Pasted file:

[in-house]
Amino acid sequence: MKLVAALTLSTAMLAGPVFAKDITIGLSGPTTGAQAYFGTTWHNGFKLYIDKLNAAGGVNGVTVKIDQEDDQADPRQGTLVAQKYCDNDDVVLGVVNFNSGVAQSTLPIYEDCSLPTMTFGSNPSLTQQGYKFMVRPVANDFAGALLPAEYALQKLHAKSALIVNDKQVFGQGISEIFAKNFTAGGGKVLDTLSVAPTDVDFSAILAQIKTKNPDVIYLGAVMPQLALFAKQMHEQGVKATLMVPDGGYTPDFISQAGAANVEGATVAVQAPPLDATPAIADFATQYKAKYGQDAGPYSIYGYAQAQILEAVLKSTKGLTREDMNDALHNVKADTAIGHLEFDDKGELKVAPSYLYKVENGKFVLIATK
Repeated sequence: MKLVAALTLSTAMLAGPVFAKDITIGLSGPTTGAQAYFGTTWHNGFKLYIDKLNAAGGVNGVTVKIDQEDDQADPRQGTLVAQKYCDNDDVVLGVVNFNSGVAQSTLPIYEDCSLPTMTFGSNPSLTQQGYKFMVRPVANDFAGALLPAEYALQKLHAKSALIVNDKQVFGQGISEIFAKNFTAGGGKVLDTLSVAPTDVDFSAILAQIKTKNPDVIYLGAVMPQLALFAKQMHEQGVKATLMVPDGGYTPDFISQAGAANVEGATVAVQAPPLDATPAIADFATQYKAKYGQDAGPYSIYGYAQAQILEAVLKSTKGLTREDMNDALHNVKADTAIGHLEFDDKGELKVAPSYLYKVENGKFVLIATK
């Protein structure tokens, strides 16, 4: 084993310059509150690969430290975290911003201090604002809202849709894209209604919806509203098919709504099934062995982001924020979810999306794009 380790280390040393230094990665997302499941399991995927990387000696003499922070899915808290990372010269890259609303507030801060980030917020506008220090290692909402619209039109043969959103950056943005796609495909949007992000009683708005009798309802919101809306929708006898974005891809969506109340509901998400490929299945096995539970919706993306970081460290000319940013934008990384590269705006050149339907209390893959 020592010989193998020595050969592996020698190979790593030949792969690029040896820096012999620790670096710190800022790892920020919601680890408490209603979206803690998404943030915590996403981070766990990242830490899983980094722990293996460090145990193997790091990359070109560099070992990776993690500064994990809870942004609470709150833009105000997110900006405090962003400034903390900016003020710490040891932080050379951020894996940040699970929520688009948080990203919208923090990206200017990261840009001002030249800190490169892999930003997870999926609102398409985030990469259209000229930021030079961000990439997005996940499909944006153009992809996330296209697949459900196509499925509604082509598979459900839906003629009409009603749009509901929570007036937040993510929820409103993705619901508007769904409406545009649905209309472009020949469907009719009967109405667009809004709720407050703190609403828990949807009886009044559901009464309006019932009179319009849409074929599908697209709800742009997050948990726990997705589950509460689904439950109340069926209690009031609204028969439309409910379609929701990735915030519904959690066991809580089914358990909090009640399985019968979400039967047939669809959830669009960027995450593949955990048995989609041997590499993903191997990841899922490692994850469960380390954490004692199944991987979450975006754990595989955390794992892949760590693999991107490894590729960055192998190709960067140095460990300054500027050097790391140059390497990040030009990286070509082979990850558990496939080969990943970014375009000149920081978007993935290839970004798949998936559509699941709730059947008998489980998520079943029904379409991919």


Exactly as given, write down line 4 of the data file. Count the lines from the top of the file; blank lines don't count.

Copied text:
């Protein structure tokens, strides 16, 4: 084993310059509150690969430290975290911003201090604002809202849709894209209604919806509203098919709504099934062995982001924020979810999306794009 380790280390040393230094990665997302499941399991995927990387000696003499922070899915808290990372010269890259609303507030801060980030917020506008220090290692909402619209039109043969959103950056943005796609495909949007992000009683708005009798309802919101809306929708006898974005891809969506109340509901998400490929299945096995539970919706993306970081460290000319940013934008990384590269705006050149339907209390893959 020592010989193998020595050969592996020698190979790593030949792969690029040896820096012999620790670096710190800022790892920020919601680890408490209603979206803690998404943030915590996403981070766990990242830490899983980094722990293996460090145990193997790091990359070109560099070992990776993690500064994990809870942004609470709150833009105000997110900006405090962003400034903390900016003020710490040891932080050379951020894996940040699970929520688009948080990203919208923090990206200017990261840009001002030249800190490169892999930003997870999926609102398409985030990469259209000229930021030079961000990439997005996940499909944006153009992809996330296209697949459900196509499925509604082509598979459900839906003629009409009603749009509901929570007036937040993510929820409103993705619901508007769904409406545009649905209309472009020949469907009719009967109405667009809004709720407050703190609403828990949807009886009044559901009464309006019932009179319009849409074929599908697209709800742009997050948990726990997705589950509460689904439950109340069926209690009031609204028969439309409910379609929701990735915030519904959690066991809580089914358990909090009640399985019968979400039967047939669809959830669009960027995450593949955990048995989609041997590499993903191997990841899922490692994850469960380390954490004692199944991987979450975006754990595989955390794992892949760590693999991107490894590729960055192998190709960067140095460990300054500027050097790391140059390497990040030009990286070509082979990850558990496939080969990943970014375009000149920081978007993935290839970004798949998936559509699941709730059947008998489980998520079943029904379409991919």